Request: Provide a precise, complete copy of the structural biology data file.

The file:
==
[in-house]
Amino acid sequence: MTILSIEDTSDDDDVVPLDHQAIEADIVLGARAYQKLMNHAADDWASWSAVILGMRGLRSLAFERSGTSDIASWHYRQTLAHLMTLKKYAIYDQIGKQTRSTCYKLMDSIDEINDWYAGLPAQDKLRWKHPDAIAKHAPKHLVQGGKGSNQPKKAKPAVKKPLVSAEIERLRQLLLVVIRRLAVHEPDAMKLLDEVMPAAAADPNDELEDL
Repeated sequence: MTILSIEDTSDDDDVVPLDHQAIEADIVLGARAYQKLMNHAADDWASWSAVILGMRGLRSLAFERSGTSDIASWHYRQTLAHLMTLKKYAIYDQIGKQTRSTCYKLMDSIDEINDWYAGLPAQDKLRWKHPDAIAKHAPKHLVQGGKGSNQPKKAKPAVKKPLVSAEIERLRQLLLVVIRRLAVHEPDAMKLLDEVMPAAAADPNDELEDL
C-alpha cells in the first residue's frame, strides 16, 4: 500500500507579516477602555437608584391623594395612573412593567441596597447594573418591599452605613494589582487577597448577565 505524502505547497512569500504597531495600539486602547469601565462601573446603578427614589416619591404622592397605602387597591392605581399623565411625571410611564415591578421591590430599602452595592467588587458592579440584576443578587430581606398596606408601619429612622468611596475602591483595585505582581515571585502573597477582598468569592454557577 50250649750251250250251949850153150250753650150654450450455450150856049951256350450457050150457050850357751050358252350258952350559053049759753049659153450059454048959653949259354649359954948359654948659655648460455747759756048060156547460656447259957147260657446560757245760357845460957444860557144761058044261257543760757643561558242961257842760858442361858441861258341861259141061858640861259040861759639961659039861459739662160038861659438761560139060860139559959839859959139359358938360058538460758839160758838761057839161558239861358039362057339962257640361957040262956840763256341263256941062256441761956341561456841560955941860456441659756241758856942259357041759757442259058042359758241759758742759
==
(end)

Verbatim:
[in-house]
Amino acid sequence: MTILSIEDTSDDDDVVPLDHQAIEADIVLGARAYQKLMNHAADDWASWSAVILGMRGLRSLAFERSGTSDIASWHYRQTLAHLMTLKKYAIYDQIGKQTRSTCYKLMDSIDEINDWYAGLPAQDKLRWKHPDAIAKHAPKHLVQGGKGSNQPKKAKPAVKKPLVSAEIERLRQLLLVVIRRLAVHEPDAMKLLDEVMPAAAADPNDELEDL
Repeated sequence: MTILSIEDTSDDDDVVPLDHQAIEADIVLGARAYQKLMNHAADDWASWSAVILGMRGLRSLAFERSGTSDIASWHYRQTLAHLMTLKKYAIYDQIGKQTRSTCYKLMDSIDEINDWYAGLPAQDKLRWKHPDAIAKHAPKHLVQGGKGSNQPKKAKPAVKKPLVSAEIERLRQLLLVVIRRLAVHEPDAMKLLDEVMPAAAADPNDELEDL
C-alpha cells in the first residue's frame, strides 16, 4: 500500500507579516477602555437608584391623594395612573412593567441596597447594573418591599452605613494589582487577597448577565 505524502505547497512569500504597531495600539486602547469601565462601573446603578427614589416619591404622592397605602387597591392605581399623565411625571410611564415591578421591590430599602452595592467588587458592579440584576443578587430581606398596606408601619429612622468611596475602591483595585505582581515571585502573597477582598468569592454557577 50250649750251250250251949850153150250753650150654450450455450150856049951256350450457050150457050850357751050358252350258952350559053049759753049659153450059454048959653949259354649359954948359654948659655648460455747759756048060156547460656447259957147260657446560757245760357845460957444860557144761058044261257543760757643561558242961257842760858442361858441861258341861259141061858640861259040861759639961659039861459739662160038861659438761560139060860139559959839859959139359358938360058538460758839160758838761057839161558239861358039362057339962257640361957040262956840763256341263256941062256441761956341561456841560955941860456441659756241758856942259357041759757442259058042359758241759758742759